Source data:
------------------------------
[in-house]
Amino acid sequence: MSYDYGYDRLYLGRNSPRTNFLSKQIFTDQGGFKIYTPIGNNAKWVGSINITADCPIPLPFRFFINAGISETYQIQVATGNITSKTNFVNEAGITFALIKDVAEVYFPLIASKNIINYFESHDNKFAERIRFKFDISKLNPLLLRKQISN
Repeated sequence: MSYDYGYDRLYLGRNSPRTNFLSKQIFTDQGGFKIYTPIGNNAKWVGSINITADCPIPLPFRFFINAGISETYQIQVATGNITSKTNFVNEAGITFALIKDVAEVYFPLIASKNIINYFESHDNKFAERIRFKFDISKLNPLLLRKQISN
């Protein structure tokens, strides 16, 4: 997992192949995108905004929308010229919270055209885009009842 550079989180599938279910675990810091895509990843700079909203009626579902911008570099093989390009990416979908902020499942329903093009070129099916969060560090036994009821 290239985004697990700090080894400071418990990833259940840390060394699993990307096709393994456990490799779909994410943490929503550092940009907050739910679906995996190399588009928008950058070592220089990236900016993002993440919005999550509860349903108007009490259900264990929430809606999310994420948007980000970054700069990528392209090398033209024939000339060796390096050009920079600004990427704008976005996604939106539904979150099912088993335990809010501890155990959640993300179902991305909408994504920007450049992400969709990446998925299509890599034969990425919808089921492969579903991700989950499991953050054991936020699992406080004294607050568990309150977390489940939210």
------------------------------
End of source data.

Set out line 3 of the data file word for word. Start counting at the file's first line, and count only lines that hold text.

Repeated sequence: MSYDYGYDRLYLGRNSPRTNFLSKQIFTDQGGFKIYTPIGNNAKWVGSINITADCPIPLPFRFFINAGISETYQIQVATGNITSKTNFVNEAGITFALIKDVAEVYFPLIASKNIINYFESHDNKFAERIRFKFDISKLNPLLLRKQISN